1. I Aten't Dead. In fact, so far I have succeeded at keeping myself, Cub and Philomythulus all alive despite some severe provocation on both their parts (Cub and the nasty infection, Philomythulus and the is-this-medicine-or-sweeties fiasco, me and the ongoing question of whether high adrenalin levels can in fact cause the top of your head to blow off (the resolutions are: yay antibiotics; not sufficiently high overdose to be dangerous and get a better lock for the medicine cupboard; head still miraculously attached)). So I'm giving myself ten out of ten for parenthood.
2. The Good Wife. If you're not watching it, why not? It's the best thing I've seen on TV since The West Wing. In some ways, it's better than The West Wing, less of an overarching high-stakes plot but more thoughtful characterisation. It's been my snuggling-baby-on-the-sofa watching of choice for a while, and oh, it's so very good. I'm in season 4 now and there hasn't been a dud episode yet. For those not in the know, it is the story of Alicia Florrick, the Good Wife who stands by her disgraced husband when his legal-political career implodes in a sex and corruption scandal and he gets sent to prison. And then she has to get a job to support her teenage kids, so she goes to her ex-boyfriend's law firm and gets a job there. It's a legal, political and family drama, and the three strands of plot intertwine really well and every episode is fascinating. The characters, though, are what makes it amazing. Alicia herself is marvellous: a quiet, reserved, brilliant woman who has to deal with restarting her career when everyone she meets has heard the gory details of her cheating husband's sex life on the evening news. She's competent and she's always trying to do what is right and sometimes it kicks her in the teeth and other times she has to choose between what is right and what is necessary to survive, and figure out where her moral boundaries are. Her family are fantastic too, her husband Peter and his attempts to remake his life when he gets out of prison and her very complicated relationship with him, her children Zack and Grace and the teenage troubles they get into, her mother-in-law Jackie who meddles in her life. And then there are her co-workers and other lawyers she meets, many of them recurring characters and all of them interesting and complicated. I especially love Diane, the senior partner at the law firm, and how she kicks ass when necessary and also her taste for a bit of rough in her love-life (her relationship with the Sarah Palin fan and gun nut is hilarious and adorable). And then there's Eli Gold, her husband's political campaign manager and his Machiavellian approach to the world. And above all there's Kalinda, Alicia's closest friend at the law firm, and her shady past and her firm devotion to Alicia (yes, this show has loyalty issues AND female characters at the same time ♥). I love the show to bits.
3. I have been doing about three loads of laundry every day and also reading some Rosemary Sutcliff. That led to this ficlet, which will probably only make sense if you are both a Vorkosigan and Sutcliff fan. The world needs more Sutcliff pastiches, right?
The wilderness of native plants, red-brown and dusty by the roadside, gave way to geometric patches of Earth-green, carefully tended to provide food for animals and people, and Cordelia braced as they entered another village. The road dipped down into a hollow, and Kly leaned back in his saddle, adjusting Gregor with ease, slowing his animal yet further. Cordelia's horse slowed too as it went down the slope, and she blinked in surprise. At the bottom of the hollow was a creek, and it ran right over the track they were following. Around the edges the track was churned up into mud, but there were footprints and hoofmarks on both sides, and as she approached she saw that the water was shallow, barely hoof-deep for the horses. Bothari frowned at it, his urban upbringing making him as doubtful of this arrangement as she was, but rode for it. Kly turned his horse a little sideways and let it stretch its head down to the water upstream to drink, and Cordelia and Bothari joined him. He nodded to them, not speaking because Gregor was asleep, and Cordelia leaned back in the saddle and looked around at the Barrayaran landscape. There were low patches of a reddish native plantby the waterside, all twisted stems and flat leaves like saucers, and taller bushes with branches spreading wide. Cordelia looked again, and realised that draped across the branches were not leaves, but clothing hung to drip-dry, and there was a black-gowned woman standing in the cold water, bent over something. Fishing? No--the woman straightened, and Cordelia saw that she was washing clothes in the stream. She lifted the garment she was washing, and it hung dripping down across her bare arm, a pale grey dress oddly ornate and elegant for this backcountry village, stained reddish-brown across the front. Cordelia stared at it for a moment, and the woman bent over her task again, pounding the cloth against a rock.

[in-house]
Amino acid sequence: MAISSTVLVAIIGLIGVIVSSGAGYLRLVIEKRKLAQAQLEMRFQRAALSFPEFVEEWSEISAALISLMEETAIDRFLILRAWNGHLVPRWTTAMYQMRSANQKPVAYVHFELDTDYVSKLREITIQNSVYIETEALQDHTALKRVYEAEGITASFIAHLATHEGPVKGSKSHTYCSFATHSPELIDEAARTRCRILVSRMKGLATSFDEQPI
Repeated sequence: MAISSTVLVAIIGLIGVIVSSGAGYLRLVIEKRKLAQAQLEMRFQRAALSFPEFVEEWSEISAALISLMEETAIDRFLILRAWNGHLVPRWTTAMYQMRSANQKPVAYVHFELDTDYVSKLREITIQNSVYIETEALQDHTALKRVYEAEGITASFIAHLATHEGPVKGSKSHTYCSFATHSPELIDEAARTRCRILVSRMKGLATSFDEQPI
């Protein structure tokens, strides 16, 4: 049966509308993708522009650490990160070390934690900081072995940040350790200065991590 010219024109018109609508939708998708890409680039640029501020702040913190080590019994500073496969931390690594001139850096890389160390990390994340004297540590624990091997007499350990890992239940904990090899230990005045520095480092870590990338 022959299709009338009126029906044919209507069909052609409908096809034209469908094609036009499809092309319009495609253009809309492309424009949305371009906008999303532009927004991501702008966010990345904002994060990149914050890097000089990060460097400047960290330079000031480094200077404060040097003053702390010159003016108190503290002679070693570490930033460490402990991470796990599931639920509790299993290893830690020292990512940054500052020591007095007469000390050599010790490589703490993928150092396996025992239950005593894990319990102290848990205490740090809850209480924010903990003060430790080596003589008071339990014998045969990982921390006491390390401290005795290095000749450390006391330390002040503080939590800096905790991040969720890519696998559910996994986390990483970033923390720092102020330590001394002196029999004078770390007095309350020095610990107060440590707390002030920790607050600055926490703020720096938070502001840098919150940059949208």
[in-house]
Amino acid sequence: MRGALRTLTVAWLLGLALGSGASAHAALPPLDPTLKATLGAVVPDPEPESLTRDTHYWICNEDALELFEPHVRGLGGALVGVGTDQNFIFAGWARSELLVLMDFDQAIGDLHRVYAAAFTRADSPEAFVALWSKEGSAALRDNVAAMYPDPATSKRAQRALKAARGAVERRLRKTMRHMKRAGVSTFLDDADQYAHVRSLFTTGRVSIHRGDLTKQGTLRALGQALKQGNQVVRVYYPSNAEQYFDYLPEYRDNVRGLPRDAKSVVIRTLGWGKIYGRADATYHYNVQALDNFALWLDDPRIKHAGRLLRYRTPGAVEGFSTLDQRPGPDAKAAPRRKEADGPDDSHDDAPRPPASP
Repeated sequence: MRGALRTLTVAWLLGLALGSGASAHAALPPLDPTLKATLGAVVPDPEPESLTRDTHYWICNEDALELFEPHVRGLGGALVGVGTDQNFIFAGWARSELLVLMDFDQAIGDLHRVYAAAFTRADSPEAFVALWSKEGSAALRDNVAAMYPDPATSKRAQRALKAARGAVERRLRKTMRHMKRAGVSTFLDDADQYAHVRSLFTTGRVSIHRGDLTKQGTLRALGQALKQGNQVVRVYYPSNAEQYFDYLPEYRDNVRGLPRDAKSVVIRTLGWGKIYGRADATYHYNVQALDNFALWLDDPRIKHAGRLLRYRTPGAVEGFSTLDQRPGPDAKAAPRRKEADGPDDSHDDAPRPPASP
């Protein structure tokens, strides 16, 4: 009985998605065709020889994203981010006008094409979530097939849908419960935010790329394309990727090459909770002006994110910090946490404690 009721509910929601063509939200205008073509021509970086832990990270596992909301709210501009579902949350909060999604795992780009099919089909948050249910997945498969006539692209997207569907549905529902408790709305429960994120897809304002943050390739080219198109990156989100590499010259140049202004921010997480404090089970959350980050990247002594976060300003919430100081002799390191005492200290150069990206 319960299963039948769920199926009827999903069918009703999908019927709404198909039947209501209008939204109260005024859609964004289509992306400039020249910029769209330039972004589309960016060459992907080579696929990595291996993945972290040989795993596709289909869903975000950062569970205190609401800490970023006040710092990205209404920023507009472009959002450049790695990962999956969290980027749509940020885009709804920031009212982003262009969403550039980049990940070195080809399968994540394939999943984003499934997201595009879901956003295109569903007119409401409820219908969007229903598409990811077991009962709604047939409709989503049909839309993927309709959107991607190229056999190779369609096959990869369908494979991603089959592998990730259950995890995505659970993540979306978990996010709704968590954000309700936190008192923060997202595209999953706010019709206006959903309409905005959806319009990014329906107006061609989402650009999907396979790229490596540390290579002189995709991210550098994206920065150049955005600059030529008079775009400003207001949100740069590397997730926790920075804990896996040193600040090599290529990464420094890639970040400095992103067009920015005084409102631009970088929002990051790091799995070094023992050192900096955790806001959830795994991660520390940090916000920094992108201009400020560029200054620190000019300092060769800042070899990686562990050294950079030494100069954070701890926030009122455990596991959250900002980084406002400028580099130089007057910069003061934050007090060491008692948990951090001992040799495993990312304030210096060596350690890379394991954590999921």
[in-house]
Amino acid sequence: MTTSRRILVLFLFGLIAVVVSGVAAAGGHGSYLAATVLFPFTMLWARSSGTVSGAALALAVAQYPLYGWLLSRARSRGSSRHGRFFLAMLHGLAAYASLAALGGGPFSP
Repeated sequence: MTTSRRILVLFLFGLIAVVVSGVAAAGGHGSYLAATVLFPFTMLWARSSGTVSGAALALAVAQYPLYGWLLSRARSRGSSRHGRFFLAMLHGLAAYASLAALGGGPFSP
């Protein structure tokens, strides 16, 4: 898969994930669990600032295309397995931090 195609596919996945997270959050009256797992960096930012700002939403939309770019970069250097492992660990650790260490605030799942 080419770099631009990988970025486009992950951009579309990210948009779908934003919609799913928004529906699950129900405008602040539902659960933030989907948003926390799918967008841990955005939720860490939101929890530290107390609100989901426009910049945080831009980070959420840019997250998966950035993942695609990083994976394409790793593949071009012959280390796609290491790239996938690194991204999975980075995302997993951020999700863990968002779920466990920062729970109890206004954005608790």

Kly the Mail looked up at her too, and an odd expression crossed his face. "Come on," he said, gathering up his reins quickly, and his horse splashed across the ford and began to climb back up the hill to the village. Cordelia and Bothari followed, and when Cordelia looked back down at the ford, the woman was gone. It wasn't until they were well past the village and climbing up the pass beyond that she remembered the last time she'd seen a dress like that, when she'd first met Princess Kareen.
And you can all be grateful to Cub for waking up and crying before I could type up the urban version starring Lady Alys and a Vorbarr Sultana laundromat.Crossposted at http://philomytha.dreamwidth.org/100207.html. There are comments there.